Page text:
Norm Setting and Decision Processes

The research group investigates which institutionalized decision processes exist in the application of rules of behavior with a general claim to validity in the digital space. It elaborates how these are to be normatively evaluated. Research topics here include autonomous systems and their institutional embedding as well as questions of the sustainability of digital processes.

The normative foundation of a digitizing society is undergoing a complex and manifold transformation. The aim of the research group is to explore and classify this change in descriptive and normative terms. One challenge in the research approach is the simultaneity of an enormous degree of detail and differentiation of individual developments on the micro and meso level as well as larger shifting movements on the level of society as a whole. The research group's leading question, with which these developments should be coherently grasped, is:
What institutionalized decision processes exist in the application of rules of behavior with a general claim to validity in the digital space? How are these to be normatively evaluated?

The research group thus focuses on decision processes. This is understood to mean generally established and formalized structures for making decisions about others. These can be court cases and administrative procedures, private arbitration, conflict management processes (e.g. on platforms), community-based moderation as well as scalable technical solutions (e.g. algorithmic decision-making systems). Finally, it is often hybrids of the described human and technical processes that lead to decisions about third parties. These also include the processes of influencing human decision procedures by affordances of the decision context on the one hand, and the cognitive preconditions, on the other hand.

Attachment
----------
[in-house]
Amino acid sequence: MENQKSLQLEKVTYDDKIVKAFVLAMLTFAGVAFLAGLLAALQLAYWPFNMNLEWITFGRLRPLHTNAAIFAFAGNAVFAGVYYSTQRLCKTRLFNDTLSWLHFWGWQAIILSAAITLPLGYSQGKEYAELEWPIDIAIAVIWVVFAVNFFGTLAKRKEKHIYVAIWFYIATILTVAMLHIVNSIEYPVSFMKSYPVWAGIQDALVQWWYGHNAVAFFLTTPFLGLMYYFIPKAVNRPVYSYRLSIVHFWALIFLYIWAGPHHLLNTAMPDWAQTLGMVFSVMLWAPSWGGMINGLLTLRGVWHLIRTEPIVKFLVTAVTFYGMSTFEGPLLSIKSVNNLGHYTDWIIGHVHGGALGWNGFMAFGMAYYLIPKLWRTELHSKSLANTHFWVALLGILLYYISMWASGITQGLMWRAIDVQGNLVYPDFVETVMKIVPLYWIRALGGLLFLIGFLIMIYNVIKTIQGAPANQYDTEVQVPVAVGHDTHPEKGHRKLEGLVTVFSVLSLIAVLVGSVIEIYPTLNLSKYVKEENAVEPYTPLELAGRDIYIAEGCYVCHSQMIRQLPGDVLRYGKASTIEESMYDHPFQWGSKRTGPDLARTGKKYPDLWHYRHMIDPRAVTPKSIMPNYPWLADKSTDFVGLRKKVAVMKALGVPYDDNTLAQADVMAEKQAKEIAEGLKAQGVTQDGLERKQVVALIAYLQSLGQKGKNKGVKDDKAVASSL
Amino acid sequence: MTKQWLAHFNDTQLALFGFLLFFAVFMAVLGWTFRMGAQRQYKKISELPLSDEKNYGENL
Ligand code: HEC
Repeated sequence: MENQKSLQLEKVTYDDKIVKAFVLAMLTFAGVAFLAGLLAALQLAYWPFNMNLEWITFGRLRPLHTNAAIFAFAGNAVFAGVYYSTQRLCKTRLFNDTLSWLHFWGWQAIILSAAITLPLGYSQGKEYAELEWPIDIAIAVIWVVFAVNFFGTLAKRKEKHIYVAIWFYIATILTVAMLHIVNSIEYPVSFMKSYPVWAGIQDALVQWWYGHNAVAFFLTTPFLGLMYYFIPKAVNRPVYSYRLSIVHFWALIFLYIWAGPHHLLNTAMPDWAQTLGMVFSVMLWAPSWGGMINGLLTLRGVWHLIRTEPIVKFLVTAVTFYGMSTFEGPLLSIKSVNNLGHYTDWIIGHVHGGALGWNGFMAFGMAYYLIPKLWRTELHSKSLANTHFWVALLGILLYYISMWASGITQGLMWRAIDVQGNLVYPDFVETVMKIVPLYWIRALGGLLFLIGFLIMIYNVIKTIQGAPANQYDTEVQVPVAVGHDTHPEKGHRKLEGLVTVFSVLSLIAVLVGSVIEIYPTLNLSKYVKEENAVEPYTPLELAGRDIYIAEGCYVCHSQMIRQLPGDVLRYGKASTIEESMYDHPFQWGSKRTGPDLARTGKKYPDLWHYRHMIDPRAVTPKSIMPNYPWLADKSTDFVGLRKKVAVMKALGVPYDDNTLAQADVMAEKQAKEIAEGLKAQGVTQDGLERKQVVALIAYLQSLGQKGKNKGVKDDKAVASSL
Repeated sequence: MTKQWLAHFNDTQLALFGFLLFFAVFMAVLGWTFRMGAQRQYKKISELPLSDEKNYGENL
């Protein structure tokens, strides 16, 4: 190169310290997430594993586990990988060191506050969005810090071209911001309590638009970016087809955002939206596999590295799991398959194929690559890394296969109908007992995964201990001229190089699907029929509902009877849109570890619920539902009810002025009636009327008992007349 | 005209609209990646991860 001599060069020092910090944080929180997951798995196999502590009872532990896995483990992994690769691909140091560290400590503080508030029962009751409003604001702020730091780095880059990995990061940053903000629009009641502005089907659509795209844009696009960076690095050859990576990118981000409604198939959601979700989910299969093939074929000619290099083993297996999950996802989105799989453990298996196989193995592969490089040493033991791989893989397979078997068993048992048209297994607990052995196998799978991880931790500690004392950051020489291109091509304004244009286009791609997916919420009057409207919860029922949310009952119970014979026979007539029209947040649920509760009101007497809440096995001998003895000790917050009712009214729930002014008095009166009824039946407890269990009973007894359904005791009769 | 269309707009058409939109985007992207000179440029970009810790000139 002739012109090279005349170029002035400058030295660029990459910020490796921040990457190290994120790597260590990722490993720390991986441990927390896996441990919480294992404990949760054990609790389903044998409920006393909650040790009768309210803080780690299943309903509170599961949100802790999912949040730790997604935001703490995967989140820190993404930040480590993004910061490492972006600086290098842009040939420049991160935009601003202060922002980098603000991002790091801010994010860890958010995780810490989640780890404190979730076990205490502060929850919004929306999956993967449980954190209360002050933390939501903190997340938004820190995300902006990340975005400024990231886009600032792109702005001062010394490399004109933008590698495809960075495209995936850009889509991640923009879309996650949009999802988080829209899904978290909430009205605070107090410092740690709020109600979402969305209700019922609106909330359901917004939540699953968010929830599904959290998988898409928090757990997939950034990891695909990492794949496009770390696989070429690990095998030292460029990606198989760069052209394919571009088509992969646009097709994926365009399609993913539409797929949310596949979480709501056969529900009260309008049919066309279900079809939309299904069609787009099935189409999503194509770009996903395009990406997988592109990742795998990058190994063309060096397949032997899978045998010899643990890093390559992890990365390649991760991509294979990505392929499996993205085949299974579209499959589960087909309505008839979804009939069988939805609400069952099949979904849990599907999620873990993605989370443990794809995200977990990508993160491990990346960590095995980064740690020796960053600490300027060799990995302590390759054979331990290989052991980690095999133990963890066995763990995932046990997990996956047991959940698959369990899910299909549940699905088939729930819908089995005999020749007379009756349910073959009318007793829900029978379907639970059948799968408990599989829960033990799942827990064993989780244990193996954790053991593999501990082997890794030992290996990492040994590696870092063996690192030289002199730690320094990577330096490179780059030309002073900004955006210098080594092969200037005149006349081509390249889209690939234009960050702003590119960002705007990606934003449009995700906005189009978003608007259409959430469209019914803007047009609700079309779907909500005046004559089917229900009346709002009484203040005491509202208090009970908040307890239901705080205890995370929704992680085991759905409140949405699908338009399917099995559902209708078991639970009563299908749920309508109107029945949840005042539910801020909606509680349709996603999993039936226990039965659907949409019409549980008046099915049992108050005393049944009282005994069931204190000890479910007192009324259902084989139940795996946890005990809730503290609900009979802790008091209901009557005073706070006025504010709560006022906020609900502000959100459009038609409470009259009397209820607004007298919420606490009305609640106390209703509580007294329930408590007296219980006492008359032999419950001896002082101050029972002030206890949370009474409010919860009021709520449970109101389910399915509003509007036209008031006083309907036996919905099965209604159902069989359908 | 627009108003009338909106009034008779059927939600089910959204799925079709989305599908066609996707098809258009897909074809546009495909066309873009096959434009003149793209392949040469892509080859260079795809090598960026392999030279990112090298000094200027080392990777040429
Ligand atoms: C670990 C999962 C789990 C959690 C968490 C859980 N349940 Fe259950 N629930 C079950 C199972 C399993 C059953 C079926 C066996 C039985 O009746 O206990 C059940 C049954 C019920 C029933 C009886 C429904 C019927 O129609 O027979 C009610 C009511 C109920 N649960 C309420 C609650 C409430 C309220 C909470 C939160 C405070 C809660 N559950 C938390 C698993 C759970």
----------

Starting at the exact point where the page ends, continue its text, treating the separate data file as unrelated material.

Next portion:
The focus thus allows to coherently address three areas of tension in their breadth:

  1. Human/Technical Actors: The increasing application possibilities and complexities of technical decision-making procedures raise important questions of self-determination. This is where technical development, social conventions, cognitive processes, and legal norms meet. The research group relates human and technical decision-making procedures and classifies them and their effects. For example, procedures for content moderation or complaint management on platforms.
  2. State/Private Action: With digital markets and platforms, private actors are increasingly assuming regulatory competencies. Particularly around intangible goods, be it cultural products, protectable capital goods or high-quality data sets, judgment and decision-making competencies are shifting. Against this background, questions of sustainability of digital processes also play a significant role. The research group comprehensively addresses the socio-economic implications of such processes and takes a legal position on them.
  3. Descriptive/normative starting point: The empirically observable phenomena of digitalization in the area of rule application can be described from a social science perspective and normatively classified from a legal perspective. The cooperation of these disciplines, with their common interest in rules, conventions and coordination, is particularly suitable for producing decidedly interdisciplinary findings that can be communicated in science and society and sometimes lead to concrete regulatory proposals or the (impact) assessment of legislative proposals.

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